The whole idea of probate court proceedings can be overwhelming and difficult but if you don’t need probate court you may to avoid it altogether, however, it all depends on the decedent, the will and the plans for real estate or real property.
Read more: What is considered an estate?
The first thing you’ll need to do is study the decedent’s assets to see if any of them or even all of them with the categories that don’t require probate. Non-probate assets are as follows:
- Joint tenancy assets
- Trustee bank accounts
- Living trusts
- US savings bond in co-ownership form
- Death benefits or life insurance with the named beneficiaries
- Community property with right of survivorship
- Life estates
If the decedent has ever assets including real property or real estate is not covered under non-probate assets then you’ll need to proceed with probate court. All probate cases are handled by the Superior Court of the county in which the decedent recited at the time of his or her death. If the decedent’s property in a state were not a resident of, that property will be governed by the laws of that particular state and they must be commenced in the state in which the property is located.
From here you need to figure out who will represent the estate. This is typically the estate representative, executor or administrator. This person will represent the estate in all court proceedings. If there is no will, the court will choose an estate representative.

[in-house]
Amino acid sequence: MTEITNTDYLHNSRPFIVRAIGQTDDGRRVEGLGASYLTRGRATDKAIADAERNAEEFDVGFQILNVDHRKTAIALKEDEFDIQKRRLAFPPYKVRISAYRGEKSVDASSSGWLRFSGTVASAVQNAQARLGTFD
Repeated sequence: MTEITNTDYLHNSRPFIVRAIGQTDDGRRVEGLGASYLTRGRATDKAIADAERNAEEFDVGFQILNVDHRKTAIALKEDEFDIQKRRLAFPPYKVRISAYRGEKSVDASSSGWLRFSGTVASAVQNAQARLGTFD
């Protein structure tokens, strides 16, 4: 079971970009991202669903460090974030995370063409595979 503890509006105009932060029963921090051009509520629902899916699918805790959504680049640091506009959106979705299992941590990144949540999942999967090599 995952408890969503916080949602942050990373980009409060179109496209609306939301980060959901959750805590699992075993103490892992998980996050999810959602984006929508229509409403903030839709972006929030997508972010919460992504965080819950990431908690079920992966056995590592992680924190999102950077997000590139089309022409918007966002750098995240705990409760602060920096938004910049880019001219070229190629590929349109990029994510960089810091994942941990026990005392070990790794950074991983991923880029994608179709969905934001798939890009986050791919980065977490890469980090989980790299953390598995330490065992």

The representative will need to request certain probate forms. Estate executives will need to send a letter of request to the clerk of the Superior Court in which the decedent owned real property. You’ll need to request two copies of the following forms:
- Petition for Probate
- Certificate of Assignment
- Notice of Petition to Administer Estate
- Proof of Subscribing Witness
- Order for Probate
- Duties and Liabilities of Personal Representative
- Letter Form #D E – 150
- Application and Order Appointing Probate Referee
- Inventory and Appraisal
- Allowance for Rejection of Creditors Claim
- Notice of Hearing
- Ex Parte Petition for Final Discharge and Order
- Additional local forms required
You may also need to send a certain amount of money to cover the fees. Check with the local County Clerk on specifics for exact prices. Typically the court charges of filing fee whenever a document is filed that requires a court hearing. Most probate proceedings require a $395 for the Petition for Probate and an additional $395 for the Petition for Final Distribution.
Once probate proceedings are filed with the county, the court clerk will give the petition hearing date that will be not less than 15 or more than 30 days after the petition is filed. When the court approves the petition, the executor must prepare and send in a Order for Probate for the judge’s signature. This appoints the estate representative, admits the will to probate and appoints a probate referee to appraise the estate assets.
Again, you will need a court proceeding if there is real estate or real property to contend with after the decedent has passed. If you have additional questions feel free to contact me today for answers to any of your probate real estate questions.